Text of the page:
Yes, men and women tend to have different shapes (although there’s plenty of shapeshifting between every individual, too). So if a brand offers it, sometimes it pays for women to at least try out a female-specific model. They often position sternum straps differently to accommodate the female chest, and can offer a different form to the back and hip belts. Just avoid the lazy brands that simply take a pack, then pink it and shrink it before labeling it a women’s item.
Hydration bladder, bottle or soft flask capacity
Maintaining your fluid intake is obviously crucial, and the design of your vest or pack needs to make drinking regularly as easy as possible. Consider these questions: has your vest or pack got a dedicated pocket for a hydration bladder and the requisite clips for securing the straw where you want it? Can your pack hold one or two bottles, and where are the holders located? Usually, they are on the vertical shoulder straps but watch how high up they sit. Do they have straps to secure the top of your soft flask or bottle? Are they ‘skinny’ or fat for different types of soft flasks or bottles (many can only hold soft flasks)? Can they accommodate a lid with a straw? Do they have a zip, to be able to double as a secure pocket as well? Do they have layered compartments added to hold other things like gels?
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Other external pockets and reach-ability
The ability to easily and quickly reach and re-stow bits of kit – especially food supplies like gels and snacks – is very important. The harder it is to access snacks, the less likely you are to be bothered reaching for them to consume, and the more likely you will go into calorie deficiency and ‘bonk’. Having zipped or elasticized pockets that can be used while still running, and don’t require you to dislocate your shoulder to reach them, means you will be inclined to refuel more regularly and ultimately have a much better, energy-sustained run. Pockets and reachability are important – so try your backpack on and see how you go accessing and opening each pocket without taking it off.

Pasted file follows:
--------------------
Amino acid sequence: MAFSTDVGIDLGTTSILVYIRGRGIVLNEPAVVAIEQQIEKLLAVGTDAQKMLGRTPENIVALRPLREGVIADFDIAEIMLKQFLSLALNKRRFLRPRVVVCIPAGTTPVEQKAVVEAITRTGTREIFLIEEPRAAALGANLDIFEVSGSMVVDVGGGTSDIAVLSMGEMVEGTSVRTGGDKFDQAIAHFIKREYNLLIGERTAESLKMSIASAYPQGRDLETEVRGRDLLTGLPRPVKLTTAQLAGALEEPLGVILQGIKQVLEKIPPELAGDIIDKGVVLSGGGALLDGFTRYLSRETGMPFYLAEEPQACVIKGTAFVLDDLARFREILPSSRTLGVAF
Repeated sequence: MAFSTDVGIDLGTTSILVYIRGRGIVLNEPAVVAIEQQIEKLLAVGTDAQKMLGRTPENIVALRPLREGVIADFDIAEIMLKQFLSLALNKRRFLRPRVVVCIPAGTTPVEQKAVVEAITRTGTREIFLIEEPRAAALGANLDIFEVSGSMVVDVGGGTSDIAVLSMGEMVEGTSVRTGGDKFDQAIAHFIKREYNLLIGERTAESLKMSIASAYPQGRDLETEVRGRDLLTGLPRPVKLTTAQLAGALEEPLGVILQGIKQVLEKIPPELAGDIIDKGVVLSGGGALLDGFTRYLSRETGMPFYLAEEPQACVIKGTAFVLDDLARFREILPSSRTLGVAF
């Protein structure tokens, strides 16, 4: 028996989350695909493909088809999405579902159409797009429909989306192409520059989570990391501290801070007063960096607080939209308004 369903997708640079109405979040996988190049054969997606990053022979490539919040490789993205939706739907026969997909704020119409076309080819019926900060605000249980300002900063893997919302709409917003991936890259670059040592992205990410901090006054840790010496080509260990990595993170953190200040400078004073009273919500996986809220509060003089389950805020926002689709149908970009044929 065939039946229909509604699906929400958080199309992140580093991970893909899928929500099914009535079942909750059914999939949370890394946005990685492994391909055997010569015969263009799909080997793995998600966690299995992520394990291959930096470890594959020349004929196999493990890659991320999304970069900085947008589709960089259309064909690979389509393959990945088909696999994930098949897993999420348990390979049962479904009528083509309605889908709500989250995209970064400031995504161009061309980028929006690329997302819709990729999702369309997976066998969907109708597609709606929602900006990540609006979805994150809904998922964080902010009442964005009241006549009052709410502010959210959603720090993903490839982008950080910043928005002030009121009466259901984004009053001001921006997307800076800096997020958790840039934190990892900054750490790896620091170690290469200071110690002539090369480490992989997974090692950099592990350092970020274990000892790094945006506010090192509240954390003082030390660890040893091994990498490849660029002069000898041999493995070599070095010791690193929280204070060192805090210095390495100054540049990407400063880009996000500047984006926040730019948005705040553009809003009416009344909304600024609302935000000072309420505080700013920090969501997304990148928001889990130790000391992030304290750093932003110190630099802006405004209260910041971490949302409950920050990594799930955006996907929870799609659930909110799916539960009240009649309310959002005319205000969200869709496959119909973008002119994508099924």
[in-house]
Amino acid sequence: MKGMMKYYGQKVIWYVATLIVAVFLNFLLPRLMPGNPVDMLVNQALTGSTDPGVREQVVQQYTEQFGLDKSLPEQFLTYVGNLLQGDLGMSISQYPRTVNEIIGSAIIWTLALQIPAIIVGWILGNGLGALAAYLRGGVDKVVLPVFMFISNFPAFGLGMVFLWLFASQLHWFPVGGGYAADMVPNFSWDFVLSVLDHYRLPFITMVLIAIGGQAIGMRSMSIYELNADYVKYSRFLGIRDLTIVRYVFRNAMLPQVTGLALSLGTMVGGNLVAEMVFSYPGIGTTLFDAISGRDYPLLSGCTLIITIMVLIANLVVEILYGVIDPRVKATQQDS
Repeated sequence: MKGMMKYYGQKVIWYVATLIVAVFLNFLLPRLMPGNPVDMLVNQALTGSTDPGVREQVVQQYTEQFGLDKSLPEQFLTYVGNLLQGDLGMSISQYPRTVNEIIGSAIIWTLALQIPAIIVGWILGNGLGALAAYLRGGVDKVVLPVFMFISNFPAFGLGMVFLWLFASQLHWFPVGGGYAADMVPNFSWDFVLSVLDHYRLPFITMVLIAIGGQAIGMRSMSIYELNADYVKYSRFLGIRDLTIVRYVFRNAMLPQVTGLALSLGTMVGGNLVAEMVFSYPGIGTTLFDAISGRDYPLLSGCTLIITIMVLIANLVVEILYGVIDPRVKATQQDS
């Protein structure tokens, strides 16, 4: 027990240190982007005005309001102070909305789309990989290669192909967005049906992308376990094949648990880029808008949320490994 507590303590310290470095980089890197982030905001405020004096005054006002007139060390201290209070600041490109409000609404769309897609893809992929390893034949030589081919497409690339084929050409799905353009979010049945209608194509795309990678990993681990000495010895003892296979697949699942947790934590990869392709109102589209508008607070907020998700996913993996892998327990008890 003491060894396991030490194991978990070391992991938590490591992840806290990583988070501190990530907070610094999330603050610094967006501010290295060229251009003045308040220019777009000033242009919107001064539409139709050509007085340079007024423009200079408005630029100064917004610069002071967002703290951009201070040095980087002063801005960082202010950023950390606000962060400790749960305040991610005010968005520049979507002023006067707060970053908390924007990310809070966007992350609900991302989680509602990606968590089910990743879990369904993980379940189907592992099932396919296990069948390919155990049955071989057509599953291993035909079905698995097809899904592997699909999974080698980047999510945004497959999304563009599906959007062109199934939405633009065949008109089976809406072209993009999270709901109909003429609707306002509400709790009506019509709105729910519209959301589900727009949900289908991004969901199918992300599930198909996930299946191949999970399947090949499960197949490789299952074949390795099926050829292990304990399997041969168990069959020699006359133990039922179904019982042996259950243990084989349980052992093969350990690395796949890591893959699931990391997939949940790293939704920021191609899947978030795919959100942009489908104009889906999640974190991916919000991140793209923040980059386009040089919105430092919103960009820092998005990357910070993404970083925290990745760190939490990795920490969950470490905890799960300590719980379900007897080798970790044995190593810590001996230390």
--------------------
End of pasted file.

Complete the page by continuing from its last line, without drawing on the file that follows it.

Zips or stretch pockets
Sometimes zippers can be tricky, but they also secure your gear much better, while elasticized stretch pockets are often more flexible in terms of capacity. The best bags have a mix of both where the use of each pocket is carefully considered and matched to the benefits of zip or stretch opening. Note that zippers often get clogged and jammed with sweat and moisture that has dried in between uses, so be sure to wash zips with clean water after each use. Nothing worse than a jammed zip with your munchies imprisoned on the other side mid-run! Zips are also harder to open in cold weather (with frozen fingers or gloves on).